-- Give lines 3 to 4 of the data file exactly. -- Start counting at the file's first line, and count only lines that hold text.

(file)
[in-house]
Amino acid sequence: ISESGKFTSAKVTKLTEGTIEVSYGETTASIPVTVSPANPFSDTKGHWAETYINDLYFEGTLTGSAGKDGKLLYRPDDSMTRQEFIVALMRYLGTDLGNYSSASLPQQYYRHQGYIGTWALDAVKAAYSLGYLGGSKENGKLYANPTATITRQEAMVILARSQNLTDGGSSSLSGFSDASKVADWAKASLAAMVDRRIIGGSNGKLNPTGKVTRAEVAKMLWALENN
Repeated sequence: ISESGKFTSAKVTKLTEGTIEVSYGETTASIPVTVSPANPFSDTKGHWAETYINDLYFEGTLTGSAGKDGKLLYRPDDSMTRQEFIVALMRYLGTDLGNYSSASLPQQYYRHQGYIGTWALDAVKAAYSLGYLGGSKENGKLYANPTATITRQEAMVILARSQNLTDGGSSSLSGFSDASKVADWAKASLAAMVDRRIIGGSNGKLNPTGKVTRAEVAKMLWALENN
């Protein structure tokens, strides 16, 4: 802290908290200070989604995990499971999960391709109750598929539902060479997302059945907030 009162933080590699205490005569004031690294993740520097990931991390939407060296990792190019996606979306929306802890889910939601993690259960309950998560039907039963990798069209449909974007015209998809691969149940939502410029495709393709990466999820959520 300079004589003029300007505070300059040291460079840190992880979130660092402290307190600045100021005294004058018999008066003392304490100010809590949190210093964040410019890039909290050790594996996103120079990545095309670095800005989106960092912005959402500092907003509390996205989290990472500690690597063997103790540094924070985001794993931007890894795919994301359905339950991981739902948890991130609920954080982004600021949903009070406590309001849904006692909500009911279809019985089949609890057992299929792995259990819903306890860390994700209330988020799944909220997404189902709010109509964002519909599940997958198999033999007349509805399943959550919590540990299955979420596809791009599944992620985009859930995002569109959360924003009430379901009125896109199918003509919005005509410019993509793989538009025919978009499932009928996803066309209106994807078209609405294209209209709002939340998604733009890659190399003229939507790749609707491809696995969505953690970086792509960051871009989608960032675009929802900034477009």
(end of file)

Repeated sequence: ISESGKFTSAKVTKLTEGTIEVSYGETTASIPVTVSPANPFSDTKGHWAETYINDLYFEGTLTGSAGKDGKLLYRPDDSMTRQEFIVALMRYLGTDLGNYSSASLPQQYYRHQGYIGTWALDAVKAAYSLGYLGGSKENGKLYANPTATITRQEAMVILARSQNLTDGGSSSLSGFSDASKVADWAKASLAAMVDRRIIGGSNGKLNPTGKVTRAEVAKMLWALENN
């Protein structure tokens, strides 16, 4: 802290908290200070989604995990499971999960391709109750598929539902060479997302059945907030 009162933080590699205490005569004031690294993740520097990931991390939407060296990792190019996606979306929306802890889910939601993690259960309950998560039907039963990798069209449909974007015209998809691969149940939502410029495709393709990466999820959520 300079004589003029300007505070300059040291460079840190992880979130660092402290307190600045100021005294004058018999008066003392304490100010809590949190210093964040410019890039909290050790594996996103120079990545095309670095800005989106960092912005959402500092907003509390996205989290990472500690690597063997103790540094924070985001794993931007890894795919994301359905339950991981739902948890991130609920954080982004600021949903009070406590309001849904006692909500009911279809019985089949609890057992299929792995259990819903306890860390994700209330988020799944909220997404189902709010109509964002519909599940997958198999033999007349509805399943959550919590540990299955979420596809791009599944992620985009859930995002569109959360924003009430379901009125896109199918003509919005005509410019993509793989538009025919978009499932009928996803066309209106994807078209609405294209209209709002939340998604733009890659190399003229939507790749609707491809696995969505953690970086792509960051871009989608960032675009929802900034477009």